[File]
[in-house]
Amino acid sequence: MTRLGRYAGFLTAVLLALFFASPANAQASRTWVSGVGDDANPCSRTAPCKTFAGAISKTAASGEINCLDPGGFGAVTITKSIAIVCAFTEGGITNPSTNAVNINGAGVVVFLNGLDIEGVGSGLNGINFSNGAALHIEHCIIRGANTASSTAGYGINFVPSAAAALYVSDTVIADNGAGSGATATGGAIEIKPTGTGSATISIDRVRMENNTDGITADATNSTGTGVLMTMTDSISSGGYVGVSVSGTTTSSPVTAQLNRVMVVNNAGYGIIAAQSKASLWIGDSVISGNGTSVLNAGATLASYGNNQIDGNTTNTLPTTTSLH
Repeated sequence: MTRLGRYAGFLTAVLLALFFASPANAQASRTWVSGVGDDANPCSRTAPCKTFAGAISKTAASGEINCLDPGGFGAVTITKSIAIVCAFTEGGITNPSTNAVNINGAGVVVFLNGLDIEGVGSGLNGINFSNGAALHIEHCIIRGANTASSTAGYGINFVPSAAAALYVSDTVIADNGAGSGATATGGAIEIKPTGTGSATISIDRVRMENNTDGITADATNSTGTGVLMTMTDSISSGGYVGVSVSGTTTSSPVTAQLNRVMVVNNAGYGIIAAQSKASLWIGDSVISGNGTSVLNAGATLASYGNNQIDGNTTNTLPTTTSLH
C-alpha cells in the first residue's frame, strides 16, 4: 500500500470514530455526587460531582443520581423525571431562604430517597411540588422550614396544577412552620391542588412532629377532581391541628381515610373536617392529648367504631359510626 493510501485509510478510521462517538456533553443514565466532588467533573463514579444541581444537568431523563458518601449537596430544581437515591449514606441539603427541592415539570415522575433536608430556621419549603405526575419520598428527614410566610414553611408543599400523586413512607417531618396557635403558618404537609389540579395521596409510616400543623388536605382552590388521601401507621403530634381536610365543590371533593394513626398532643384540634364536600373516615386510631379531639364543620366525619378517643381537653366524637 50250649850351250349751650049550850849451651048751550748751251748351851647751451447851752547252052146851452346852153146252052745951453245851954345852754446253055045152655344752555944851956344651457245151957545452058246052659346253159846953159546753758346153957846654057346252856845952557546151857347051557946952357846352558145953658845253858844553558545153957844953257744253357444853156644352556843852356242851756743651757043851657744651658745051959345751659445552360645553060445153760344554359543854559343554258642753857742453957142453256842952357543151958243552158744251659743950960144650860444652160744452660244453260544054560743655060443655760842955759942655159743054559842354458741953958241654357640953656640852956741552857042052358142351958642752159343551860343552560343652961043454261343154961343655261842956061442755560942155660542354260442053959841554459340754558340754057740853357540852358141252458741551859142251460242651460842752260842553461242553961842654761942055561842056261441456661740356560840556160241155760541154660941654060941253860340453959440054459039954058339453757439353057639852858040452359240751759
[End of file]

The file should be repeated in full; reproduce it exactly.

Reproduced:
[in-house]
Amino acid sequence: MTRLGRYAGFLTAVLLALFFASPANAQASRTWVSGVGDDANPCSRTAPCKTFAGAISKTAASGEINCLDPGGFGAVTITKSIAIVCAFTEGGITNPSTNAVNINGAGVVVFLNGLDIEGVGSGLNGINFSNGAALHIEHCIIRGANTASSTAGYGINFVPSAAAALYVSDTVIADNGAGSGATATGGAIEIKPTGTGSATISIDRVRMENNTDGITADATNSTGTGVLMTMTDSISSGGYVGVSVSGTTTSSPVTAQLNRVMVVNNAGYGIIAAQSKASLWIGDSVISGNGTSVLNAGATLASYGNNQIDGNTTNTLPTTTSLH
Repeated sequence: MTRLGRYAGFLTAVLLALFFASPANAQASRTWVSGVGDDANPCSRTAPCKTFAGAISKTAASGEINCLDPGGFGAVTITKSIAIVCAFTEGGITNPSTNAVNINGAGVVVFLNGLDIEGVGSGLNGINFSNGAALHIEHCIIRGANTASSTAGYGINFVPSAAAALYVSDTVIADNGAGSGATATGGAIEIKPTGTGSATISIDRVRMENNTDGITADATNSTGTGVLMTMTDSISSGGYVGVSVSGTTTSSPVTAQLNRVMVVNNAGYGIIAAQSKASLWIGDSVISGNGTSVLNAGATLASYGNNQIDGNTTNTLPTTTSLH
C-alpha cells in the first residue's frame, strides 16, 4: 500500500470514530455526587460531582443520581423525571431562604430517597411540588422550614396544577412552620391542588412532629377532581391541628381515610373536617392529648367504631359510626 493510501485509510478510521462517538456533553443514565466532588467533573463514579444541581444537568431523563458518601449537596430544581437515591449514606441539603427541592415539570415522575433536608430556621419549603405526575419520598428527614410566610414553611408543599400523586413512607417531618396557635403558618404537609389540579395521596409510616400543623388536605382552590388521601401507621403530634381536610365543590371533593394513626398532643384540634364536600373516615386510631379531639364543620366525619378517643381537653366524637 50250649850351250349751650049550850849451651048751550748751251748351851647751451447851752547252052146851452346852153146252052745951453245851954345852754446253055045152655344752555944851956344651457245151957545452058246052659346253159846953159546753758346153957846654057346252856845952557546151857347051557946952357846352558145953658845253858844553558545153957844953257744253357444853156644352556843852356242851756743651757043851657744651658745051959345751659445552360645553060445153760344554359543854559343554258642753857742453957142453256842952357543151958243552158744251659743950960144650860444652160744452660244453260544054560743655060443655760842955759942655159743054559842354458741953958241654357640953656640852956741552857042052358142351958642752159343551860343552560343652961043454261343154961343655261842956061442755560942155660542354260442053959841554459340754558340754057740853357540852358141252458741551859142251460242651460842752260842553461242553961842654761942055561842056261441456661740356560840556160241155760541154660941654060941253860340453959440054459039954058339453757439353057639852858040452359240751759